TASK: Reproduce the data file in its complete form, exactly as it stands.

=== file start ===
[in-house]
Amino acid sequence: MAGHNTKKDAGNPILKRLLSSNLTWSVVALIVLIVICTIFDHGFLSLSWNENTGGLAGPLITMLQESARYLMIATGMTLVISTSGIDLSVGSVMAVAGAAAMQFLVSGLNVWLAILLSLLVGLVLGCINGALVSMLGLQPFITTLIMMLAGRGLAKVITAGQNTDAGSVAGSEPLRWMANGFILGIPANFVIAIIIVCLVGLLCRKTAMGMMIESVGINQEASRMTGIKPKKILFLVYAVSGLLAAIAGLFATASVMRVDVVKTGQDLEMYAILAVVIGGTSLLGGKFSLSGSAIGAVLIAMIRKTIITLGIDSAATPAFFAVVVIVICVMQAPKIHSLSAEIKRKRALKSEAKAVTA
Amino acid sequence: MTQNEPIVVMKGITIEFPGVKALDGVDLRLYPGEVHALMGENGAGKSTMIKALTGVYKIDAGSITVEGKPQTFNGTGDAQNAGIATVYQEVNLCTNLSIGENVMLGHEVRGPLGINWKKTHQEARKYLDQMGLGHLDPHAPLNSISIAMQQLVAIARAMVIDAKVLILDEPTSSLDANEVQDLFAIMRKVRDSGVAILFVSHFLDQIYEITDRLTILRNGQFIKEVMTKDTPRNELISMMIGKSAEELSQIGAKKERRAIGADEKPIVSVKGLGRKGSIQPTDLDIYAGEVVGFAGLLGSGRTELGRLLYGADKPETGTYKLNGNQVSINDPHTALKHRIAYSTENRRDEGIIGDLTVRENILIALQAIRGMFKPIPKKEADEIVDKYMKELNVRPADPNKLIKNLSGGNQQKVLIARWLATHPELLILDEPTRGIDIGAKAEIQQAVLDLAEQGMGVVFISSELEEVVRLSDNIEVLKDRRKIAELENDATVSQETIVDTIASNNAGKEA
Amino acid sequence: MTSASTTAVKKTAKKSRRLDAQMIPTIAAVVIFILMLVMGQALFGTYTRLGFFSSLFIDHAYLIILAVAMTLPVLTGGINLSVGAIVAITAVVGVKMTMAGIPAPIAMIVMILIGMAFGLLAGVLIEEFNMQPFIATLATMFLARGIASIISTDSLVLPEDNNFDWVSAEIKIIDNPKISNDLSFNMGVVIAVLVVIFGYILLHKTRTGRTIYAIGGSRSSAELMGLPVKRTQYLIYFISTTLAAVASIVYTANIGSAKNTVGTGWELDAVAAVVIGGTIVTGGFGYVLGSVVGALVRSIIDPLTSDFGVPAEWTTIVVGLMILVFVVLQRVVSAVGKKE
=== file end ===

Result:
[in-house]
Amino acid sequence: MAGHNTKKDAGNPILKRLLSSNLTWSVVALIVLIVICTIFDHGFLSLSWNENTGGLAGPLITMLQESARYLMIATGMTLVISTSGIDLSVGSVMAVAGAAAMQFLVSGLNVWLAILLSLLVGLVLGCINGALVSMLGLQPFITTLIMMLAGRGLAKVITAGQNTDAGSVAGSEPLRWMANGFILGIPANFVIAIIIVCLVGLLCRKTAMGMMIESVGINQEASRMTGIKPKKILFLVYAVSGLLAAIAGLFATASVMRVDVVKTGQDLEMYAILAVVIGGTSLLGGKFSLSGSAIGAVLIAMIRKTIITLGIDSAATPAFFAVVVIVICVMQAPKIHSLSAEIKRKRALKSEAKAVTA
Amino acid sequence: MTQNEPIVVMKGITIEFPGVKALDGVDLRLYPGEVHALMGENGAGKSTMIKALTGVYKIDAGSITVEGKPQTFNGTGDAQNAGIATVYQEVNLCTNLSIGENVMLGHEVRGPLGINWKKTHQEARKYLDQMGLGHLDPHAPLNSISIAMQQLVAIARAMVIDAKVLILDEPTSSLDANEVQDLFAIMRKVRDSGVAILFVSHFLDQIYEITDRLTILRNGQFIKEVMTKDTPRNELISMMIGKSAEELSQIGAKKERRAIGADEKPIVSVKGLGRKGSIQPTDLDIYAGEVVGFAGLLGSGRTELGRLLYGADKPETGTYKLNGNQVSINDPHTALKHRIAYSTENRRDEGIIGDLTVRENILIALQAIRGMFKPIPKKEADEIVDKYMKELNVRPADPNKLIKNLSGGNQQKVLIARWLATHPELLILDEPTRGIDIGAKAEIQQAVLDLAEQGMGVVFISSELEEVVRLSDNIEVLKDRRKIAELENDATVSQETIVDTIASNNAGKEA
Amino acid sequence: MTSASTTAVKKTAKKSRRLDAQMIPTIAAVVIFILMLVMGQALFGTYTRLGFFSSLFIDHAYLIILAVAMTLPVLTGGINLSVGAIVAITAVVGVKMTMAGIPAPIAMIVMILIGMAFGLLAGVLIEEFNMQPFIATLATMFLARGIASIISTDSLVLPEDNNFDWVSAEIKIIDNPKISNDLSFNMGVVIAVLVVIFGYILLHKTRTGRTIYAIGGSRSSAELMGLPVKRTQYLIYFISTTLAAVASIVYTANIGSAKNTVGTGWELDAVAAVVIGGTIVTGGFGYVLGSVVGALVRSIIDPLTSDFGVPAEWTTIVVGLMILVFVVLQRVVSAVGKKE